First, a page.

Pakistan and China are set to engage in crucial talks this week on laying an oil pipeline from Gwadar Port to western China – an attempt that will allow Beijing to diversify and speed up import of crude oil.
A Chinese team is expected to reach Islamabad on August 22 to hold talks on energy issues including the oil pipeline, sources say. China had expressed interest in investing in Gwadar after Pakistan handed over control of the port to Beijing.
The negotiations will be the follow-up to Prime Minister Nawaz Sharif’s visit to Beijing in early July, when he floated the idea of constructing an oil pipeline from Gwadar Port to western China for the transport of oil.
“Now, the two sides will discuss modalities of the project and undertaking a feasibility study to assess technical and financial viability of the pipeline,” an official said.
Later, officials said, the oil pipeline could be extended and connected with Iran which has already offered to lay a pipeline from its territory to Gwadar for supply of crude oil.
Iran had also announced its intention to set up an oil refinery with oil production capacity of 400,000 barrels per day at Gwadar Port during the tenure of previous government.
“This proposal may be feasible after the Chinese take operational control of Gwadar Port,” the official said, adding Gwadar was quite close to the Persian Gulf from where nearly 40% of the world’s oil supply passes.
According to the officials, China meets 50% of its oil demand through imports from the Middle East. Oil supplies come via Dubai-Shanghai-Urumqi route covering over 10,000 kilometres.
“Crude oil processed and refined at the Gawdar oil refinery can be exported and transported to Urumqi through the shortest possible route – Dubai-Gwadar-Urumqi covering about 3,600 kilometers – by laying an oil pipeline through the envisaged energy corridor up to western China via Karakoram Highway and Khunjrab bypass,” the official said.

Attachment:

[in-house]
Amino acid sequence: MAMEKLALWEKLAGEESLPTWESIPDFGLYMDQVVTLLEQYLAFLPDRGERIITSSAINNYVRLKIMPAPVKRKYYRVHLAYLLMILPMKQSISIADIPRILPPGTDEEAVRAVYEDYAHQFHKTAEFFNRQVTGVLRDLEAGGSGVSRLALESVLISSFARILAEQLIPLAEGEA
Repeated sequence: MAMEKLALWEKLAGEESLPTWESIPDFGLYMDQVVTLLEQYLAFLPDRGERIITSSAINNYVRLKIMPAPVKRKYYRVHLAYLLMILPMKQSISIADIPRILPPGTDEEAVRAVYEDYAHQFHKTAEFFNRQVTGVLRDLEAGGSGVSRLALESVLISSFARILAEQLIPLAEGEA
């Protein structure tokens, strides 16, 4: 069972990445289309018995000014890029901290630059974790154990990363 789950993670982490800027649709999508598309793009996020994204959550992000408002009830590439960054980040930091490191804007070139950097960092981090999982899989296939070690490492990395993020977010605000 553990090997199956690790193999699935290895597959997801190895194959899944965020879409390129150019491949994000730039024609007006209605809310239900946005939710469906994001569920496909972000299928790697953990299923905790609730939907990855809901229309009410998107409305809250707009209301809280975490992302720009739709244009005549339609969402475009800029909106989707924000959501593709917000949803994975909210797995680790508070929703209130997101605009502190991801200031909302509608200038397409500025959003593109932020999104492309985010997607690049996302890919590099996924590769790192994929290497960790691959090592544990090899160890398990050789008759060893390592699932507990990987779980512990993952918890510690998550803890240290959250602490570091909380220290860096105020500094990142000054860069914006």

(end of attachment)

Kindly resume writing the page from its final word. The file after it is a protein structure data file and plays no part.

Hurdles in the way like high altitude, freezing temperatures and a difficult terrain can be overcome with the help of technological advancements. Many countries have successfully completed similar pipeline projects under extreme conditions and at high altitude such as Atacama gas pipeline, Trans-Alaska pipeline and Trans-Asia gas pipeline.
Coastal Oil Refinery
China will also discuss the feasibility of setting up an oil refinery at Gwadar in talks with Pakistani authorities. Islamabad has already pressed for reviving the stalled Coastal Oil Refinery project, which had been shelved by China in 2009-10 after the control of Gwadar Port was given to Singapore Port Authority. Global recession proved another stumbling block in the way of resuming work on the project.
Coastal Oil Refinery, which was designed to process up to 60,000 barrels of crude oil a day, was part of China’s plan to invest $12 billion in multiple projects in Pakistan.
Published in The Express Tribune, August 20th, 2013.